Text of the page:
Battaglia begins its article with the claim that the concept of decadence contains ambiguities and that the first of these lies in a fatalist view of the end of capitalism: “The ambiguity lies in the fact that decadence, or the progressive decline of the capitalist mode of production, proceeds from a kind of ineluctable process of self-destruction whose causes are traceable to the essential aspect of its own being (...) the disappearance and destruction of the capitalist economic form is an historically given event, economically ineluctable and socially predetermined. This, as well as being an infantile and idealistic approach, ends up by having negative repercussions politically, creating the hypothesis that, to see the death of capitalism, it is sufficient to sit on the banks of the river, or, at most, in crisis situations (and only then), it is enough to create the subjective instruments of the class struggle as the last impulse to a process which is otherwise irreversible. Nothing is more false” (ibid.). Let us say straight away that this ambiguity exists only in Battaglia's head. Marx and Engels, who were the first to develop this notion of decadence and to put it to extensive use, were in no way fatalists. For the founders of marxism, there is no ineluctable and automatic mechanism behind the succession of modes of production; socio-economic contradictions are settled by the class struggle, which constitutes the motive force of history. To paraphrase Marx, men make their own history, but within predetermined historical conditions: “Men make their own history, but they do not make it as they please; they do not make it under self-selected circumstances, but under circumstances existing already, given and transmitted from the past” (The 18[th] Brumaire of Louis Napoleon, 1852, Chapter 1). As Rosa Luxemburg put it: “Scientific socialism has taught us to comprehend the objective laws of historical development. Men do not make history according to their own free will. But they make history nonetheless. Proletarian action is dependent upon the degree of maturity in social development. However, social development is not independent of the proletariat but is equally its driving force and cause, its effect and consequence. Proletarian action participates in history. And while we can as little skip a stage of historical development as escape our shadow, we can certainly accelerate or retard history” (The Junius pamphlet, 1915, Chapter 1).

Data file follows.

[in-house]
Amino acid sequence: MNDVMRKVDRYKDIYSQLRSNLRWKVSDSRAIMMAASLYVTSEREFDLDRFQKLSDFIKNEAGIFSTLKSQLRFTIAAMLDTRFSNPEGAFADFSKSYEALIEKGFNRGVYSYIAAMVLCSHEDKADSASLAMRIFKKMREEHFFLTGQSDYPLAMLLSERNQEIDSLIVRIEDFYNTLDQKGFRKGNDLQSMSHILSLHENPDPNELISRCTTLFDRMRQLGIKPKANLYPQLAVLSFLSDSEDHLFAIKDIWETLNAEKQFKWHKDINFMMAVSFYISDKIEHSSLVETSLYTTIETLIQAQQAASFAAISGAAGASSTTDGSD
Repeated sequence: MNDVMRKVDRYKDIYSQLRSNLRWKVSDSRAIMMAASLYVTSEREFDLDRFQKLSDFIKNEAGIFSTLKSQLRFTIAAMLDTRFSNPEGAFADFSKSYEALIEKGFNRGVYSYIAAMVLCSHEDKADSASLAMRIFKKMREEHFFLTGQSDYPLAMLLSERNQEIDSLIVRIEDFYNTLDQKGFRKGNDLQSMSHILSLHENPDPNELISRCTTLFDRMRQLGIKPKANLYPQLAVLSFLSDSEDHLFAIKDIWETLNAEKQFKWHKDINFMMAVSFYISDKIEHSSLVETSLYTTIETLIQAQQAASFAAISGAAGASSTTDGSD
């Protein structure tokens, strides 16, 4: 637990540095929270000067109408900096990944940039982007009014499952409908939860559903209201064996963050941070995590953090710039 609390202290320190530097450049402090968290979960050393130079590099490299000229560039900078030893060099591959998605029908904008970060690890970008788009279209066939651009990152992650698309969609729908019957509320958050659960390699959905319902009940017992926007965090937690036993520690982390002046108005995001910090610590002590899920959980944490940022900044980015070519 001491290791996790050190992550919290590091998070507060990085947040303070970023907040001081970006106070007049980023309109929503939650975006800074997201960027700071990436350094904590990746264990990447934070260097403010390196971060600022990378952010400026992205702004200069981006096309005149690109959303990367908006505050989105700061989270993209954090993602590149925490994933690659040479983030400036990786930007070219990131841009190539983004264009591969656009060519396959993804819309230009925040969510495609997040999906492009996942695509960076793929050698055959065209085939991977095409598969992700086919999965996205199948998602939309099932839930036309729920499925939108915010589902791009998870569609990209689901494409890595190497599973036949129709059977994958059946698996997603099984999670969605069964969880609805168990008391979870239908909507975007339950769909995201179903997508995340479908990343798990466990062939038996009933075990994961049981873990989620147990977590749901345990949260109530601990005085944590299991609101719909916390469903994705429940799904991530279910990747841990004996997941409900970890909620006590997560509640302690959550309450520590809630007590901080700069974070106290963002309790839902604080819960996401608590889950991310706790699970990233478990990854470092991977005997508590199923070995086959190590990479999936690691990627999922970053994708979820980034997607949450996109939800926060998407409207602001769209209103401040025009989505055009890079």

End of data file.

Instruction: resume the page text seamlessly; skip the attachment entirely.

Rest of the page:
An old ruling class never abdicates power, it defends it to the limit by force of arms. The notion of decadence thus contains no ambiguity as to the possibility of an “ineluctable process of self-destruction”. However much an old mode of production may have disintegrated on the economic, social, and political levels, if no new social force has emerged from within the old society, or if it has been unable to develop sufficient strength to overthrow the old ruling class, then there can be no death of the existing society, or construction of the new. The power of the ruling class and its attachment to its privileges are significant factors in the survival of a social form. The decadence of a mode of production creates the possibility and the necessity of its overthrow, but not the automatic emergence of the new society.